A ripple in the vast, soundless mud
One Sydney novelist is proposing a subscription model to alleviate our perpetual publishing crisis, says Ross Fitzgerald
They say there’s a publishing crisis in Australia, but that’s nothing new. Publishing has always been in crisis in Australia because, for a start, the population has never been large enough to fully support a local industry: not for quality literary titles, anyway. The book trade has always been dominated by imports, initially from British companies, then American, now joined by German- and French-based multinationals.
Writers in Australia are often a desperate bunch, struggling for a slice of a relatively small pie. Truth to tell, most authors fail to make much impact. As Vance Palmer once said: Ã¢â‚¬ËœWriting a book in Australia is like throwing a rock into vast, soundless mud.Ã¢â‚¬â„¢
Back in the 1860s, Marcus Clarke tried to publish quality literary journals — the Melbourne-based Colonial Monthly and a weekly comic journal Humbug. He went bankrupt. Adam Lindsay Gordon tried subsidy publishing and, deeply depressed when he couldn’t pay the printersÃ¢â‚¬â„¢ bill of Ã‚Â£70 for his last book Bush Ballads and Galloping Rhymes, shot himself in June 1870 by Melbourne’s Brighton Beach.
In 1881, Henry Kendall chose subscription publishing, on the advice of the NSW attorney general Robert Wisdom. Leading Australian politician (and future father of Federation) Sir Henry Parkes subscribed for 50 copies of Kendall’s collection of 35 poems, Songs from the Mountains. Kendall sold a thousand copies and made a modest profit.
Subscription publishing dates from 1617 when an English lexicographer, John Minsheu, issued his dictionary by that method, which thrived in the 18th and 19th centuries. The novelist, memoirist and friend of Dr Samuel Johnson Fanny Burney (1752-1840) used it successfully for her novel Camilla, as did Alexander Pope for his translation of the Iliad, Dr Johnson for his Shakespeare edition and Robert Burns for his poems.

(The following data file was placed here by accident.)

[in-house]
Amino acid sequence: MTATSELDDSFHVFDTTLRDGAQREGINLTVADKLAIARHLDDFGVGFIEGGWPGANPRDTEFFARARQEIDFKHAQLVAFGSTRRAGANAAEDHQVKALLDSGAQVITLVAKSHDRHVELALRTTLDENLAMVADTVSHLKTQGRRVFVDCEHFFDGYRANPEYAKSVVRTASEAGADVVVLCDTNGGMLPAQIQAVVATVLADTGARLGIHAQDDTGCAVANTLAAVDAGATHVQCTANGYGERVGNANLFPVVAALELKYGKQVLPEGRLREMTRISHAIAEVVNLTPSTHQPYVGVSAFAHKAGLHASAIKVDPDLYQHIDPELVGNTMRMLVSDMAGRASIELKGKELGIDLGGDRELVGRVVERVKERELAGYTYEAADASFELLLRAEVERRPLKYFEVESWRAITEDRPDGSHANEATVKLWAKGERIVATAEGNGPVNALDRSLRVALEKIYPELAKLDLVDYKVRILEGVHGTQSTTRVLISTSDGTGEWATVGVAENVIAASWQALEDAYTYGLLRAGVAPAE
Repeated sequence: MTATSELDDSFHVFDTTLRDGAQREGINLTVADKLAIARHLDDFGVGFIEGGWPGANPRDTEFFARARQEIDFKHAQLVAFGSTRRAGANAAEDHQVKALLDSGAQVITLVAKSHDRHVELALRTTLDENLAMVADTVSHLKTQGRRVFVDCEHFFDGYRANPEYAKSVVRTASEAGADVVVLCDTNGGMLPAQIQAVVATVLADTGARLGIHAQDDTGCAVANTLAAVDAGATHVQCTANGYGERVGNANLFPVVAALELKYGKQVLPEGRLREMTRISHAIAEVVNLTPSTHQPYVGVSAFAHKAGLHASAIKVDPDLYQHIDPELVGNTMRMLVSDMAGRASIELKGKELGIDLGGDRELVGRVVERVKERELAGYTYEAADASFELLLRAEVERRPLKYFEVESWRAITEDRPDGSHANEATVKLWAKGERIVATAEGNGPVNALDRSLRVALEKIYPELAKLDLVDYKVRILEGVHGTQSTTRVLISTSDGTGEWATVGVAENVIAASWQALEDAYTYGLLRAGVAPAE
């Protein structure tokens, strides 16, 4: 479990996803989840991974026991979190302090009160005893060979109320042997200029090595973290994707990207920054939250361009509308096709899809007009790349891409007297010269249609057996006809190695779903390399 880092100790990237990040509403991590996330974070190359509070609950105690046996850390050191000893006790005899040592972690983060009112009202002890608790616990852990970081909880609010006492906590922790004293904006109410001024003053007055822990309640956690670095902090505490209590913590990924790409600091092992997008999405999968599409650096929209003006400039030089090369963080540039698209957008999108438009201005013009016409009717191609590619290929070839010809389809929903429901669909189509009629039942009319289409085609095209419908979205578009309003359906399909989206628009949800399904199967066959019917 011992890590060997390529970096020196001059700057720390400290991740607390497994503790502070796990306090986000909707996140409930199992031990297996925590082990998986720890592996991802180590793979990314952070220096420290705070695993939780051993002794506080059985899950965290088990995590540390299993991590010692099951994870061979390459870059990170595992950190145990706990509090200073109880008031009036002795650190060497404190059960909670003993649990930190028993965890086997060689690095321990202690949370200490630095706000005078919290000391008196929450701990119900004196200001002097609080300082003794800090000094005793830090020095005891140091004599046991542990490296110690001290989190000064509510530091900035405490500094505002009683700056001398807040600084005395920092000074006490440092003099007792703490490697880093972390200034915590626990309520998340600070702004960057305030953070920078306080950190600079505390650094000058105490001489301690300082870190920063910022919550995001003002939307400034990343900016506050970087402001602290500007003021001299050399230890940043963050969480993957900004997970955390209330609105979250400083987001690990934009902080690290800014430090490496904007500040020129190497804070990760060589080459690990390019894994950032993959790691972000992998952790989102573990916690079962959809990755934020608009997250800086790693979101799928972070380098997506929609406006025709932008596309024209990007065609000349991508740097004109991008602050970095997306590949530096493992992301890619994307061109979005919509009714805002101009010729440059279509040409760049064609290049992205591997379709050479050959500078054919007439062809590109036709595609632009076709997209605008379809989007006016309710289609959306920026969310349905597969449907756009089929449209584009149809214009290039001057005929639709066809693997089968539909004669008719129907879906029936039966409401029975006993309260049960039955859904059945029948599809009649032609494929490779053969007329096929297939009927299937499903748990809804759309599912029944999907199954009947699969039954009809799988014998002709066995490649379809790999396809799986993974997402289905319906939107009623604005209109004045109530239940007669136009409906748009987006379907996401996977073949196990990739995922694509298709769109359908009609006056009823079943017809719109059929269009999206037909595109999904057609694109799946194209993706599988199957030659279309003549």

In 2009 a new Australian publisher, Press On, has adopted the subscription model as a way of raising startup capital in difficult times. Press On needs only 200 subscribers to get its first three titles into print.
But Press On is drawing on another model, too. It is pitching itself as a magazine, and readers subscribe to three issues for $50 ($80 overseas, postage included) and get a substantial discount on the recommended retail price of $25 a copy. For years, magazines have been presenting themselves as books in order to survive — New American Review in the 1950s, Granta in the 1980s. So why shouldn’t books present themselves as magazines?
Writers have often made inroads by establishing magazines. But they have been known to set up presses, too: Virginia Woolf with Hogarth Press, Lawrence Ferlinghetti with City Lights. T.S. Eliot was busy at Faber, Anthony Powell at Duckworth and Graham Greene at Eyre & Spottiswoode.
Authors and publishers can sit around lamenting the state of the economy, or they can see such times as an opportunity. In the past, recessions have been good for books and for new publishers. The existing conglomerates are huge, debt-laden and, like most big business right now, resorting to cutting staff and cancelling contracts. There is a lot of Ã¢â‚¬ËœproductÃ¢â‚¬â„¢ looking for a publisher.